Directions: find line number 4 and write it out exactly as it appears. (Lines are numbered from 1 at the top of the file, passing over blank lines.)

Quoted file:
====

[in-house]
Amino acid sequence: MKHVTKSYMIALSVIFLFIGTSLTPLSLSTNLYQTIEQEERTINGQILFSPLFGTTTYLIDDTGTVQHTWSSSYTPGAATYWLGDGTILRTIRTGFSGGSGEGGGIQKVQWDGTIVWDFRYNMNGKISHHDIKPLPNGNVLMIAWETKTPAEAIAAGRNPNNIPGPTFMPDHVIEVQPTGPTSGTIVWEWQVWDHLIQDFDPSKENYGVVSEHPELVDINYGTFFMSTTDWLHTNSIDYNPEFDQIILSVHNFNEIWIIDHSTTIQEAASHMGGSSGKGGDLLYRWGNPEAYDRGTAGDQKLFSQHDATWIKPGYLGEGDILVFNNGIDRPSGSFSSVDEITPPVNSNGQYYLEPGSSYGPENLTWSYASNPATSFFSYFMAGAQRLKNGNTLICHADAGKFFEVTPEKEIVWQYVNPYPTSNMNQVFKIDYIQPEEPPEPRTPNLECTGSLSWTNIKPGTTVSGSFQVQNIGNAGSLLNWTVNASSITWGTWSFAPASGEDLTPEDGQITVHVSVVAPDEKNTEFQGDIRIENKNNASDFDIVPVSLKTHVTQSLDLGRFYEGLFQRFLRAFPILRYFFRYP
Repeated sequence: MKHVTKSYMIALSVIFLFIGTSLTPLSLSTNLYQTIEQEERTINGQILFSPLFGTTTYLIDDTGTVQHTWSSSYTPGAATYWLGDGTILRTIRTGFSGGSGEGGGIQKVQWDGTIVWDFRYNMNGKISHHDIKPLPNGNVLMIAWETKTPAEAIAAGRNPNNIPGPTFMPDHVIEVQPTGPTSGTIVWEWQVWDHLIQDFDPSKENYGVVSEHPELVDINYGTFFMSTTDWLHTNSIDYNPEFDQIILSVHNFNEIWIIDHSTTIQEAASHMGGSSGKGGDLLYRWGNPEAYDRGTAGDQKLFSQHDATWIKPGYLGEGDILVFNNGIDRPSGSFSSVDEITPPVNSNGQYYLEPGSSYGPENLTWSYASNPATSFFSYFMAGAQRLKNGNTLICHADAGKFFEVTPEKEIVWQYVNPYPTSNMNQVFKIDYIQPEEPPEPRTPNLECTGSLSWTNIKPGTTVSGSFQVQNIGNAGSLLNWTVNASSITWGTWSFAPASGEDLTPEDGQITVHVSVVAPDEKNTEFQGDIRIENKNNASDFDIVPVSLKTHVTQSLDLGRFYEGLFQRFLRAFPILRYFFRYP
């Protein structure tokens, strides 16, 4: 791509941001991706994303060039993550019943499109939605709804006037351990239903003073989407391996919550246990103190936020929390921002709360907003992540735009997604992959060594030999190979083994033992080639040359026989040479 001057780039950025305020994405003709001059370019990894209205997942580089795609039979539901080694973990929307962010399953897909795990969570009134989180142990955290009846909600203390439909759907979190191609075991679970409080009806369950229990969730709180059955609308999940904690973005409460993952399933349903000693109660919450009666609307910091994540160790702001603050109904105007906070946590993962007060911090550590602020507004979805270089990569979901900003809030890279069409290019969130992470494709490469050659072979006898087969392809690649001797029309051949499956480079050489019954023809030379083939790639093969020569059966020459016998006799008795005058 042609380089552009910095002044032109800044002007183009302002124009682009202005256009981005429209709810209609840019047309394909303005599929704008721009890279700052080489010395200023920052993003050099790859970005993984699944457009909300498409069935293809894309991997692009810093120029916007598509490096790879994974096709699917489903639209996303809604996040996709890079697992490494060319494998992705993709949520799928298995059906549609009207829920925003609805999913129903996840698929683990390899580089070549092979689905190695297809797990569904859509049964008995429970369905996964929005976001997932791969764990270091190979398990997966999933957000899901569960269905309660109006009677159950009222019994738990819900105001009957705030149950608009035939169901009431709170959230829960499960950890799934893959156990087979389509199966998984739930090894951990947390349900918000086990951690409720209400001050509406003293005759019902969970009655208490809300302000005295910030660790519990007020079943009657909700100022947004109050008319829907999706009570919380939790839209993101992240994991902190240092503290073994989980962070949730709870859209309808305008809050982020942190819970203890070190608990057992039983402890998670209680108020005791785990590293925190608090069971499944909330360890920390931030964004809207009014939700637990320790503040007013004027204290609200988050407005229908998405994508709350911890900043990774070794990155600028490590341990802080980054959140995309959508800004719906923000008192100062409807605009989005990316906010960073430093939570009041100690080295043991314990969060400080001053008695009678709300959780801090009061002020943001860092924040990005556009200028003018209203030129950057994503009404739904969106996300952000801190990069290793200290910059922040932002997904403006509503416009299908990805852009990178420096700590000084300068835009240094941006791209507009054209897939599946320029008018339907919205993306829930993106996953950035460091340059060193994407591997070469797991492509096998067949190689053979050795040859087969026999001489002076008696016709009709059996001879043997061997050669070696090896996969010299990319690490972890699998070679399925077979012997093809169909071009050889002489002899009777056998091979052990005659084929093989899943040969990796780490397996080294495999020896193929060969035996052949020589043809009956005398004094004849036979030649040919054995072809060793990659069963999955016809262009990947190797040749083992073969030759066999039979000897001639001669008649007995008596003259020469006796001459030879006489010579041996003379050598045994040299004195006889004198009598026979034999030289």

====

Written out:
């Protein structure tokens, strides 16, 4: 791509941001991706994303060039993550019943499109939605709804006037351990239903003073989407391996919550246990103190936020929390921002709360907003992540735009997604992959060594030999190979083994033992080639040359026989040479 001057780039950025305020994405003709001059370019990894209205997942580089795609039979539901080694973990929307962010399953897909795990969570009134989180142990955290009846909600203390439909759907979190191609075991679970409080009806369950229990969730709180059955609308999940904690973005409460993952399933349903000693109660919450009666609307910091994540160790702001603050109904105007906070946590993962007060911090550590602020507004979805270089990569979901900003809030890279069409290019969130992470494709490469050659072979006898087969392809690649001797029309051949499956480079050489019954023809030379083939790639093969020569059966020459016998006799008795005058 042609380089552009910095002044032109800044002007183009302002124009682009202005256009981005429209709810209609840019047309394909303005599929704008721009890279700052080489010395200023920052993003050099790859970005993984699944457009909300498409069935293809894309991997692009810093120029916007598509490096790879994974096709699917489903639209996303809604996040996709890079697992490494060319494998992705993709949520799928298995059906549609009207829920925003609805999913129903996840698929683990390899580089070549092979689905190695297809797990569904859509049964008995429970369905996964929005976001997932791969764990270091190979398990997966999933957000899901569960269905309660109006009677159950009222019994738990819900105001009957705030149950608009035939169901009431709170959230829960499960950890799934893959156990087979389509199966998984739930090894951990947390349900918000086990951690409720209400001050509406003293005759019902969970009655208490809300302000005295910030660790519990007020079943009657909700100022947004109050008319829907999706009570919380939790839209993101992240994991902190240092503290073994989980962070949730709870859209309808305008809050982020942190819970203890070190608990057992039983402890998670209680108020005791785990590293925190608090069971499944909330360890920390931030964004809207009014939700637990320790503040007013004027204290609200988050407005229908998405994508709350911890900043990774070794990155600028490590341990802080980054959140995309959508800004719906923000008192100062409807605009989005990316906010960073430093939570009041100690080295043991314990969060400080001053008695009678709300959780801090009061002020943001860092924040990005556009200028003018209203030129950057994503009404739904969106996300952000801190990069290793200290910059922040932002997904403006509503416009299908990805852009990178420096700590000084300068835009240094941006791209507009054209897939599946320029008018339907919205993306829930993106996953950035460091340059060193994407591997070469797991492509096998067949190689053979050795040859087969026999001489002076008696016709009709059996001879043997061997050669070696090896996969010299990319690490972890699998070679399925077979012997093809169909071009050889002489002899009777056998091979052990005659084929093989899943040969990796780490397996080294495999020896193929060969035996052949020589043809009956005398004094004849036979030649040919054995072809060793990659069963999955016809262009990947190797040749083992073969030759066999039979000897001639001669008649007995008596003259020469006796001459030879006489010579041996003379050598045994040299004195006889004198009598026979034999030289």